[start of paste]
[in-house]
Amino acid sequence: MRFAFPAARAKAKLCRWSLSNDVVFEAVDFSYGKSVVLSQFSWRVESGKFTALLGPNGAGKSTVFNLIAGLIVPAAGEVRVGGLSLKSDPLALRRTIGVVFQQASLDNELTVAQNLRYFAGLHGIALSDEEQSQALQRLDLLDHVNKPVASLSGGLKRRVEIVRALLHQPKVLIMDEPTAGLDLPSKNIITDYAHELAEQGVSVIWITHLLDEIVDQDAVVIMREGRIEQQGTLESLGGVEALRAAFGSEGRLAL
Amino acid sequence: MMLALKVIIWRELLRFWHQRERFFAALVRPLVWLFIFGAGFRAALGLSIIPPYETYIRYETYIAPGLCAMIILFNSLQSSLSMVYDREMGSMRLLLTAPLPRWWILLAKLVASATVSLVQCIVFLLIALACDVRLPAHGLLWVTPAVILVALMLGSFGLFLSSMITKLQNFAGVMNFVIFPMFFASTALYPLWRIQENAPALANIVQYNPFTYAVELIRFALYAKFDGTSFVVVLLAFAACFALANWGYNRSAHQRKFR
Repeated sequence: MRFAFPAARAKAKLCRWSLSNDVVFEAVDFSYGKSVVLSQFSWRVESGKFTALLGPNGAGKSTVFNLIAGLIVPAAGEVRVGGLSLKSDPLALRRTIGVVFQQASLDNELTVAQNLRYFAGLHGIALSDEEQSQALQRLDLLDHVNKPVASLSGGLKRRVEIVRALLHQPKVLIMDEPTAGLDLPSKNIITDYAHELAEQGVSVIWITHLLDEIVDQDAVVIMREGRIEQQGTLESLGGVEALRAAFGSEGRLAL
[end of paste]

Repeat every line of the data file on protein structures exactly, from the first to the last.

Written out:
[in-house]
Amino acid sequence: MRFAFPAARAKAKLCRWSLSNDVVFEAVDFSYGKSVVLSQFSWRVESGKFTALLGPNGAGKSTVFNLIAGLIVPAAGEVRVGGLSLKSDPLALRRTIGVVFQQASLDNELTVAQNLRYFAGLHGIALSDEEQSQALQRLDLLDHVNKPVASLSGGLKRRVEIVRALLHQPKVLIMDEPTAGLDLPSKNIITDYAHELAEQGVSVIWITHLLDEIVDQDAVVIMREGRIEQQGTLESLGGVEALRAAFGSEGRLAL
Amino acid sequence: MMLALKVIIWRELLRFWHQRERFFAALVRPLVWLFIFGAGFRAALGLSIIPPYETYIRYETYIAPGLCAMIILFNSLQSSLSMVYDREMGSMRLLLTAPLPRWWILLAKLVASATVSLVQCIVFLLIALACDVRLPAHGLLWVTPAVILVALMLGSFGLFLSSMITKLQNFAGVMNFVIFPMFFASTALYPLWRIQENAPALANIVQYNPFTYAVELIRFALYAKFDGTSFVVVLLAFAACFALANWGYNRSAHQRKFR
Repeated sequence: MRFAFPAARAKAKLCRWSLSNDVVFEAVDFSYGKSVVLSQFSWRVESGKFTALLGPNGAGKSTVFNLIAGLIVPAAGEVRVGGLSLKSDPLALRRTIGVVFQQASLDNELTVAQNLRYFAGLHGIALSDEEQSQALQRLDLLDHVNKPVASLSGGLKRRVEIVRALLHQPKVLIMDEPTAGLDLPSKNIITDYAHELAEQGVSVIWITHLLDEIVDQDAVVIMREGRIEQQGTLESLGGVEALRAAFGSEGRLAL